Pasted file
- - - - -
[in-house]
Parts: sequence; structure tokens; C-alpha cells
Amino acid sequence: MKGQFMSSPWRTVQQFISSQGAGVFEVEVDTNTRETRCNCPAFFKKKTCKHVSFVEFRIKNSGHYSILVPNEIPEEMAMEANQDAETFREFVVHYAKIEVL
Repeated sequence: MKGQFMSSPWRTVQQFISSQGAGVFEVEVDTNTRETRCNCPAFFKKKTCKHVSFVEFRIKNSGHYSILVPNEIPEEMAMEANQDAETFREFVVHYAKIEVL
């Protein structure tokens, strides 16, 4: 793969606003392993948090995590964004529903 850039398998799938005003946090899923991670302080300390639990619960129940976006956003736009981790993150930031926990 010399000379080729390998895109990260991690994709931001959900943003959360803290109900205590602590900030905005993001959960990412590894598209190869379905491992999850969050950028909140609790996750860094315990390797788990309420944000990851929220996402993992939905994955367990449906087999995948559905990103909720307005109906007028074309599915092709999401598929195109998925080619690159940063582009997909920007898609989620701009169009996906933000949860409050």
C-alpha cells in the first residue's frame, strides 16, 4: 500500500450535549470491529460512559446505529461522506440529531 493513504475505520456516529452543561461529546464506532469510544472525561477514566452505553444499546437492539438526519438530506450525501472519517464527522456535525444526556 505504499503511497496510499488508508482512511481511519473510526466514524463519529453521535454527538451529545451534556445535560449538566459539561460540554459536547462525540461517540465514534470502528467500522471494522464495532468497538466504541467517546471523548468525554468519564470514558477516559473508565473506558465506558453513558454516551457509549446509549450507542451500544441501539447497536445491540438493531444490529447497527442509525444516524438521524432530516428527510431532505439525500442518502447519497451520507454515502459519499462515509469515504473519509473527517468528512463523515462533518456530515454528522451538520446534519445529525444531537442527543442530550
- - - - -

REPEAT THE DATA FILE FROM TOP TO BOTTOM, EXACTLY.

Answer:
[in-house]
Parts: sequence; structure tokens; C-alpha cells
Amino acid sequence: MKGQFMSSPWRTVQQFISSQGAGVFEVEVDTNTRETRCNCPAFFKKKTCKHVSFVEFRIKNSGHYSILVPNEIPEEMAMEANQDAETFREFVVHYAKIEVL
Repeated sequence: MKGQFMSSPWRTVQQFISSQGAGVFEVEVDTNTRETRCNCPAFFKKKTCKHVSFVEFRIKNSGHYSILVPNEIPEEMAMEANQDAETFREFVVHYAKIEVL
């Protein structure tokens, strides 16, 4: 793969606003392993948090995590964004529903 850039398998799938005003946090899923991670302080300390639990619960129940976006956003736009981790993150930031926990 010399000379080729390998895109990260991690994709931001959900943003959360803290109900205590602590900030905005993001959960990412590894598209190869379905491992999850969050950028909140609790996750860094315990390797788990309420944000990851929220996402993992939905994955367990449906087999995948559905990103909720307005109906007028074309599915092709999401598929195109998925080619690159940063582009997909920007898609989620701009169009996906933000949860409050």
C-alpha cells in the first residue's frame, strides 16, 4: 500500500450535549470491529460512559446505529461522506440529531 493513504475505520456516529452543561461529546464506532469510544472525561477514566452505553444499546437492539438526519438530506450525501472519517464527522456535525444526556 505504499503511497496510499488508508482512511481511519473510526466514524463519529453521535454527538451529545451534556445535560449538566459539561460540554459536547462525540461517540465514534470502528467500522471494522464495532468497538466504541467517546471523548468525554468519564470514558477516559473508565473506558465506558453513558454516551457509549446509549450507542451500544441501539447497536445491540438493531444490529447497527442509525444516524438521524432530516428527510431532505439525500442518502447519497451520507454515502459519499462515509469515504473519509473527517468528512463523515462533518456530515454528522451538520446534519445529525444531537442527543442530550